Australia — Barrie Hunt lives with the roar of a bushfire and the screams of the firefighters as the flames roared past. But what disturbs the Rangiora volunteer firefighter is what he calls the cover-up of the incompetent management which put a New Zealand fire crew in front of one of the destructive Victorian bushfires in 2006.
Australian media attention this week on a report into the management of the fire crews has reignited the debate. The report, commissioned by the Victoria Department of Sustainability and Environment and the Victoria Country Fire Authority, and released last year, found some minor operational procedures had been breached, some face masks were unsuitable and protective clothing was effective only if worn correctly.
Australian bushfire expert Athol Hodgson said yesterday the New Zealand crew should never have been in that position.
“The people who were running the fire knew these circumstances existed, yet the crew was still sent out there,” he said.
Rangiora-based Hunt, a Department of Conservation rural fire volunteer, was part of a 140-strong New Zealand contingent of DOC, local authority and forest company crews fighting the Victorian bushfires.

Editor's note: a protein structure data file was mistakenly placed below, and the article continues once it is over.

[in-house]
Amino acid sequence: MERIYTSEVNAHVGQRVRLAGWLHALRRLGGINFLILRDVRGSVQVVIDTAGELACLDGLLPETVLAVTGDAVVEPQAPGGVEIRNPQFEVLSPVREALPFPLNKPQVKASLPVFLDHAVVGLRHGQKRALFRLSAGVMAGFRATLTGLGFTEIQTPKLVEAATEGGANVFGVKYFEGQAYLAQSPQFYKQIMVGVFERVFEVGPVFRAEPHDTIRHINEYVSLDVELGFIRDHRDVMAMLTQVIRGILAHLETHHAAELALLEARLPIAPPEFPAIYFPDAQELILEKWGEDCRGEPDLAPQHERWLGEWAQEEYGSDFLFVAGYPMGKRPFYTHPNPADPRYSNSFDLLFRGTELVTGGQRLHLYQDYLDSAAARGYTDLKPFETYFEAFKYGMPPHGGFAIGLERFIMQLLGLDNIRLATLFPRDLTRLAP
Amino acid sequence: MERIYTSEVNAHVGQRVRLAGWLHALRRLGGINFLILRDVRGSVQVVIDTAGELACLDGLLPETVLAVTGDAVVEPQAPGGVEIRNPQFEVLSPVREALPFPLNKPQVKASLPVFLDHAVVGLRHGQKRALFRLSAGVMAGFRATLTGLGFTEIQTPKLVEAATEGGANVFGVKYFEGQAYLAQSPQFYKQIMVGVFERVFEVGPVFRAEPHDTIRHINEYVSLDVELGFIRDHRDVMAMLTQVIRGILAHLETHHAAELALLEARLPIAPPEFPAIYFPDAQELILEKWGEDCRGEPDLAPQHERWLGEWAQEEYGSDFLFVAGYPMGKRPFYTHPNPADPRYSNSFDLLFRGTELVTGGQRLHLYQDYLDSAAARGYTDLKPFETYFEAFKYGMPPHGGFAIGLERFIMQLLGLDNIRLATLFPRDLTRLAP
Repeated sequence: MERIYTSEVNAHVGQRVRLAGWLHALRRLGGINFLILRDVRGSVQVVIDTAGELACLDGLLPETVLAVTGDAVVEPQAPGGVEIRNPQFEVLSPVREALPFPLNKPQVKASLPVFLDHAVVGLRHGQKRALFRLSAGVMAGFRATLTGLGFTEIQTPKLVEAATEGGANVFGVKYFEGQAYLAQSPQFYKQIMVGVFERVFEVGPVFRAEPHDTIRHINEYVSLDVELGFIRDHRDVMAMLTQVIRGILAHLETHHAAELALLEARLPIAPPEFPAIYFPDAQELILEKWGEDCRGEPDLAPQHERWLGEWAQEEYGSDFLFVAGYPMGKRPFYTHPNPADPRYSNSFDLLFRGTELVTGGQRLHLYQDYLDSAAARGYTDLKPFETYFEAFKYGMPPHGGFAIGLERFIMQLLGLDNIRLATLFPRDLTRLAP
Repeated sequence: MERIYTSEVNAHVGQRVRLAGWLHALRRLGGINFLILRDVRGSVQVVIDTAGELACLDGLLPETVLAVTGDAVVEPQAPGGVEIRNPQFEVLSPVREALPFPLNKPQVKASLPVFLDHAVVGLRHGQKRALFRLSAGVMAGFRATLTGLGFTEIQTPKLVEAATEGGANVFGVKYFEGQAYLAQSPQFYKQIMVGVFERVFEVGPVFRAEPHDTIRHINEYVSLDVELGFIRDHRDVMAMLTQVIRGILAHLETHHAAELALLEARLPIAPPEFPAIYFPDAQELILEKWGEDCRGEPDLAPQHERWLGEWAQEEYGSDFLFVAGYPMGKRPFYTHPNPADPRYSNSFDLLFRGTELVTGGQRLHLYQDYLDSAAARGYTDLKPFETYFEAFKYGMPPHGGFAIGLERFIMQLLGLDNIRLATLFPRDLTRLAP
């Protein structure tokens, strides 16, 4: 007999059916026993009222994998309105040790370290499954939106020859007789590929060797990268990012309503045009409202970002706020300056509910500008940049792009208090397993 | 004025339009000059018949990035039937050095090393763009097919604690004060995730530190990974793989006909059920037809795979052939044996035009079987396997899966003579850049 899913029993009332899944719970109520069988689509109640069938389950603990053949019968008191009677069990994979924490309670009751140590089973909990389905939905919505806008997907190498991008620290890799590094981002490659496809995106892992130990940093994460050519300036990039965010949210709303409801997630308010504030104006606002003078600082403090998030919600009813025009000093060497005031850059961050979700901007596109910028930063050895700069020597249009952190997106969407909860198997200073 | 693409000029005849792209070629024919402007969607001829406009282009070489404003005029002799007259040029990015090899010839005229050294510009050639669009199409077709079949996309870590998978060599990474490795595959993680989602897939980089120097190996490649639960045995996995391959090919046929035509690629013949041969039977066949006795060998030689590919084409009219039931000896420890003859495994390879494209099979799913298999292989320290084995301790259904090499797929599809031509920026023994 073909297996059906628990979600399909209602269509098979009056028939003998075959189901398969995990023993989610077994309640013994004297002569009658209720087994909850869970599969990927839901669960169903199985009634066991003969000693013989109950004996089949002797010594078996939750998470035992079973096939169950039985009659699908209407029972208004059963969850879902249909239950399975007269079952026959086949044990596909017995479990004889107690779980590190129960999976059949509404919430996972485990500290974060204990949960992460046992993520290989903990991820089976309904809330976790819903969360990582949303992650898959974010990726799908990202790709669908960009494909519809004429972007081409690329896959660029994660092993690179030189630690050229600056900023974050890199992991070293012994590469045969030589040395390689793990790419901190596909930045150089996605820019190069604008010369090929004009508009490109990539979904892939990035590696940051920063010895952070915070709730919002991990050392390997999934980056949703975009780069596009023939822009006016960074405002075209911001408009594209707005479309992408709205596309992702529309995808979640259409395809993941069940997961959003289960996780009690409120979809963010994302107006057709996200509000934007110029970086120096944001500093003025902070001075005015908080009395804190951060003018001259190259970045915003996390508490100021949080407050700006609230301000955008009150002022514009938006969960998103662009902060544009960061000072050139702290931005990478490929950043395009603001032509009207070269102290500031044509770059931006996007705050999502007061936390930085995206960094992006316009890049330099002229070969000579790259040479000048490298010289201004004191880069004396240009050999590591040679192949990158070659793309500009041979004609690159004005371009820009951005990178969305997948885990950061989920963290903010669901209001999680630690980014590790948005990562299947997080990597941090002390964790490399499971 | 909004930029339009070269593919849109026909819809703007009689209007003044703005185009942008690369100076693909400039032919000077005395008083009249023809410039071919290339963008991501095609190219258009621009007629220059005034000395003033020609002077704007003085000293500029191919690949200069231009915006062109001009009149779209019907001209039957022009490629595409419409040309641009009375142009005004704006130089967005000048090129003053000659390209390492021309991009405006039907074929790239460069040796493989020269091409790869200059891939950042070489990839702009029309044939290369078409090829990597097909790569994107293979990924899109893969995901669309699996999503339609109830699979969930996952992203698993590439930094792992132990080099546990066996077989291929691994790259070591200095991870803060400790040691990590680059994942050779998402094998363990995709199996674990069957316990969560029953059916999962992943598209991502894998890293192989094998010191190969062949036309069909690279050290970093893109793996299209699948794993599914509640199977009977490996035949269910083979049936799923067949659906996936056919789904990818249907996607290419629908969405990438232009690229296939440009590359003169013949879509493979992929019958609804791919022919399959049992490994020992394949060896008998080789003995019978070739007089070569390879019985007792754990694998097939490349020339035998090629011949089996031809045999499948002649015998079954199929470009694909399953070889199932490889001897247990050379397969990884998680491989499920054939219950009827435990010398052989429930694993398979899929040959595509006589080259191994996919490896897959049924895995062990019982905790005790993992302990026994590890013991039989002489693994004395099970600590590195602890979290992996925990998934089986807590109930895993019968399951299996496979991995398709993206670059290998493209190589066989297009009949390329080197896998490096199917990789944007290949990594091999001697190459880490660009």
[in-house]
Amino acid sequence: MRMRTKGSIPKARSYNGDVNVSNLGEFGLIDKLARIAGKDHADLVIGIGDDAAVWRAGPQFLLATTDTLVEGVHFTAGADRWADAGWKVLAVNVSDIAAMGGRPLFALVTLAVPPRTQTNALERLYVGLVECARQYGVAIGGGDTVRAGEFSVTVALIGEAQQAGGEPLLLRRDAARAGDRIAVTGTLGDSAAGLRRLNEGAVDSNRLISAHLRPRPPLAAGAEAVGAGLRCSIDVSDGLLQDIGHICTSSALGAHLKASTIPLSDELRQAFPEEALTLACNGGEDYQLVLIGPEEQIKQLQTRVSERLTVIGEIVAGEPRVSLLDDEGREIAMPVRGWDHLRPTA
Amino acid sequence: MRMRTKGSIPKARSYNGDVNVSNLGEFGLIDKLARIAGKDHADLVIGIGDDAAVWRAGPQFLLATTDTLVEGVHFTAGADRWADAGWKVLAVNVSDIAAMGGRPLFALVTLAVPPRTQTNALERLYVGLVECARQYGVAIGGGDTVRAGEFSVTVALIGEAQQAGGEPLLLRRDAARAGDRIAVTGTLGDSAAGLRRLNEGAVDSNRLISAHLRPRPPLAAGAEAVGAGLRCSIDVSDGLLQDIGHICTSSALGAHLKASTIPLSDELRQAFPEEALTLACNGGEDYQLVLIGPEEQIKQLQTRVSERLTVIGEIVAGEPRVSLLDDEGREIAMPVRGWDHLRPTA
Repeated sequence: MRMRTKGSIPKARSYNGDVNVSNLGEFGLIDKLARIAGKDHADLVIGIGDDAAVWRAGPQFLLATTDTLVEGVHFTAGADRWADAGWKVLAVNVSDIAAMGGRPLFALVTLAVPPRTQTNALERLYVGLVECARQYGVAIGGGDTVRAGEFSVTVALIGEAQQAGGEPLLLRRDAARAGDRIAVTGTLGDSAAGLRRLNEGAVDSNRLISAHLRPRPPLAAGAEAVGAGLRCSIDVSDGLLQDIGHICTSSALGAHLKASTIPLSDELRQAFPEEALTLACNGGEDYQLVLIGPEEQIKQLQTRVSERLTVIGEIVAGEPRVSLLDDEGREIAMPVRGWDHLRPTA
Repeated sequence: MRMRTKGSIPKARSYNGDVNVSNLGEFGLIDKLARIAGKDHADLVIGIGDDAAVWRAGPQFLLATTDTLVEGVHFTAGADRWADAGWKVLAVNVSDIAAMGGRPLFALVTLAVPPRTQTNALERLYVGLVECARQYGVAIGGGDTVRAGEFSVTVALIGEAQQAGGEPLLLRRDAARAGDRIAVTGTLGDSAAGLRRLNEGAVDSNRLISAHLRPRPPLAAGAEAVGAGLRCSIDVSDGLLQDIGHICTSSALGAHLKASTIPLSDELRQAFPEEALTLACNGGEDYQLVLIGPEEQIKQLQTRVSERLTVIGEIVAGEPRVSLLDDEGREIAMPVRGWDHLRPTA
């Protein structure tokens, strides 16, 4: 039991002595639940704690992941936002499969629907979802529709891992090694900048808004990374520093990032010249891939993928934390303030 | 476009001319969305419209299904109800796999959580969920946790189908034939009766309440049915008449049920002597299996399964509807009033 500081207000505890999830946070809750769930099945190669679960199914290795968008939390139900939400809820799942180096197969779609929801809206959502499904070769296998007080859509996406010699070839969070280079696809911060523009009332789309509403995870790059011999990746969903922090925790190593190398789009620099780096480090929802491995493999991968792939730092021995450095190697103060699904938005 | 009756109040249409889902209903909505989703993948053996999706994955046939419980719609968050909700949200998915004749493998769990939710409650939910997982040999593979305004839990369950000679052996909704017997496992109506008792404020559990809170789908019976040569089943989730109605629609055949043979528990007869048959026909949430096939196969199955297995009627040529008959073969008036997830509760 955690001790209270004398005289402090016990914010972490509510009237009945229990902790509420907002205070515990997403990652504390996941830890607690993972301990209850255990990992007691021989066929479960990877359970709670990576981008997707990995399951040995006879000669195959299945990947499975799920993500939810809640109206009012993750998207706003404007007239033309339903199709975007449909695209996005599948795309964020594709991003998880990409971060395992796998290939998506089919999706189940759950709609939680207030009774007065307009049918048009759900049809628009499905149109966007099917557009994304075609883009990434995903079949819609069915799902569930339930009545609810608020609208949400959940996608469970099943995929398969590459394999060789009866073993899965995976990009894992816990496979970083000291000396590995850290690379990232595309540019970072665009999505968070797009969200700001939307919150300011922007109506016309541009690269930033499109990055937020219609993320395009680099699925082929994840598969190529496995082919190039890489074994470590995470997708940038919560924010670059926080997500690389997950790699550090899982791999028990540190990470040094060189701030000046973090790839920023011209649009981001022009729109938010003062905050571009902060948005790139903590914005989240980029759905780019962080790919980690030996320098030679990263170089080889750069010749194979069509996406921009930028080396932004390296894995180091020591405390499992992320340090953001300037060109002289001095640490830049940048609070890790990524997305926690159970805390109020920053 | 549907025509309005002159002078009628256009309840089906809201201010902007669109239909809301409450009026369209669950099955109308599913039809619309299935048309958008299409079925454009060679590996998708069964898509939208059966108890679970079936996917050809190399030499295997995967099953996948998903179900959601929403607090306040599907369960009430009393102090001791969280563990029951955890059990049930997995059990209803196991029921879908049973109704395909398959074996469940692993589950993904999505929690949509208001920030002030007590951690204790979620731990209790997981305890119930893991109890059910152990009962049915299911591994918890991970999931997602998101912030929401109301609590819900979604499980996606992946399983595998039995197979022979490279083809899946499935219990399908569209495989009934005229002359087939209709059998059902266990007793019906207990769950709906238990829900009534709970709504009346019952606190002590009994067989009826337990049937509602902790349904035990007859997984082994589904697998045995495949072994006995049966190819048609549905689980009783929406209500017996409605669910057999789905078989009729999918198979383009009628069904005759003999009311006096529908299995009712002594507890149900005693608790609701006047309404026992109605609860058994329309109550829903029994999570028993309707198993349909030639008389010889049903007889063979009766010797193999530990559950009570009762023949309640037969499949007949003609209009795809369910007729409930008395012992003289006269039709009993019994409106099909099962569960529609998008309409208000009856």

Hunt claims some crew leaders were inexperienced, the fire was not accurately surveyed, safety gear was not correctly worn, lookouts were not in place and those who expressed concerns about their safety were told to “p… off home”.
“I never want this to happen to anyone else again,” said Hunt, who suffered severe facial and airway burns. He said he was put into a crew led by Nelson’s Nick McCabe to mop up two fires which had spilled over a road outside Mansfield on December 16, 2006.
Hunt, who has 21 years experience, said his fears about working above a large fire were ignored.
“I died three times before emergency services could get to me.”
New Zealand DOC firefighter Don Clark revived him and was “one of the real heroes”, Hunt said.
His criticisms are backed by two rural firefighters who were at the scene, but who do not want to be named because of their connection to the New Zealand Rural Fire Authority.
Hodgson, president of Victoria Forest Fire, said the crew was put in a situation where there was every likelihood of being burnt or killed.
Anyone could have seen the situation was dangerous, he said.
“It was a very large fire in a gully and they were sent to an uncontrolled edge with unburnt material between them and the flames.”
Australian volunteer firefighters were taking up the issue, he said.
But New Zealand national rural fire officer Murray Dudfield has no concerns about how the incident was handled and is happy with the final investigation report.
Detractors did not understand the big picture and hindsight was a great thing, he said.
“The crew was tasked to that area and leadership was required.”